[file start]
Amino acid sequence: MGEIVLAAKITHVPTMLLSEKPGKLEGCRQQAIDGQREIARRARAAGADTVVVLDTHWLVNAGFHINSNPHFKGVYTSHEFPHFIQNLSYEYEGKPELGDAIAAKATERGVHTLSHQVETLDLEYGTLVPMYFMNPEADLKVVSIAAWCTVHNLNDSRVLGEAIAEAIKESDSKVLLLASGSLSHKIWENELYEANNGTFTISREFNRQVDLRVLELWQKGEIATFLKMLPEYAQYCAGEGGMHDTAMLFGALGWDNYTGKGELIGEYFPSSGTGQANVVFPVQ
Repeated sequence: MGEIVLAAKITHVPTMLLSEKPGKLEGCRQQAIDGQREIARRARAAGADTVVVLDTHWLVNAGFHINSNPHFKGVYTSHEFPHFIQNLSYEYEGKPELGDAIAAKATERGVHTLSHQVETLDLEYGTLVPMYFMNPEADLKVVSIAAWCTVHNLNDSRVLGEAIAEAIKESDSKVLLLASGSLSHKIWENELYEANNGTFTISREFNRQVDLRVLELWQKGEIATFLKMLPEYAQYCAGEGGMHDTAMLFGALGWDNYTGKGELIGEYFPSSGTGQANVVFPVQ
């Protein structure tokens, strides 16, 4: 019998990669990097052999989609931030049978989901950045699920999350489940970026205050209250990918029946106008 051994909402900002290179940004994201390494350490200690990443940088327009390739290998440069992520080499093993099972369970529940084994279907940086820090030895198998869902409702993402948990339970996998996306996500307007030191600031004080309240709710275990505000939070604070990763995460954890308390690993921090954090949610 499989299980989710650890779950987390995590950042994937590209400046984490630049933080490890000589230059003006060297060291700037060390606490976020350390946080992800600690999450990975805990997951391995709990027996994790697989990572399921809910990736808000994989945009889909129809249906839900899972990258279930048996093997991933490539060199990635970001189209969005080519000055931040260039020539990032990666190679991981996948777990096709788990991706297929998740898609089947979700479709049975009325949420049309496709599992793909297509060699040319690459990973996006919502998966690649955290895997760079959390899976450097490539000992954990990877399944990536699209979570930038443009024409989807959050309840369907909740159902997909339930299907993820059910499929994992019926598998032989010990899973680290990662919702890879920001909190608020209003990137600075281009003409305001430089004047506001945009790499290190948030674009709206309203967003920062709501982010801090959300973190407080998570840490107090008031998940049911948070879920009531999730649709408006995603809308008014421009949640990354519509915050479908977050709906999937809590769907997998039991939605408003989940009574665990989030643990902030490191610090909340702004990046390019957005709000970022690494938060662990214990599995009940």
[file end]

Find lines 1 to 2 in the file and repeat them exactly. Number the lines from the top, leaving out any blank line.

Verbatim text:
Amino acid sequence: MGEIVLAAKITHVPTMLLSEKPGKLEGCRQQAIDGQREIARRARAAGADTVVVLDTHWLVNAGFHINSNPHFKGVYTSHEFPHFIQNLSYEYEGKPELGDAIAAKATERGVHTLSHQVETLDLEYGTLVPMYFMNPEADLKVVSIAAWCTVHNLNDSRVLGEAIAEAIKESDSKVLLLASGSLSHKIWENELYEANNGTFTISREFNRQVDLRVLELWQKGEIATFLKMLPEYAQYCAGEGGMHDTAMLFGALGWDNYTGKGELIGEYFPSSGTGQANVVFPVQ
Repeated sequence: MGEIVLAAKITHVPTMLLSEKPGKLEGCRQQAIDGQREIARRARAAGADTVVVLDTHWLVNAGFHINSNPHFKGVYTSHEFPHFIQNLSYEYEGKPELGDAIAAKATERGVHTLSHQVETLDLEYGTLVPMYFMNPEADLKVVSIAAWCTVHNLNDSRVLGEAIAEAIKESDSKVLLLASGSLSHKIWENELYEANNGTFTISREFNRQVDLRVLELWQKGEIATFLKMLPEYAQYCAGEGGMHDTAMLFGALGWDNYTGKGELIGEYFPSSGTGQANVVFPVQ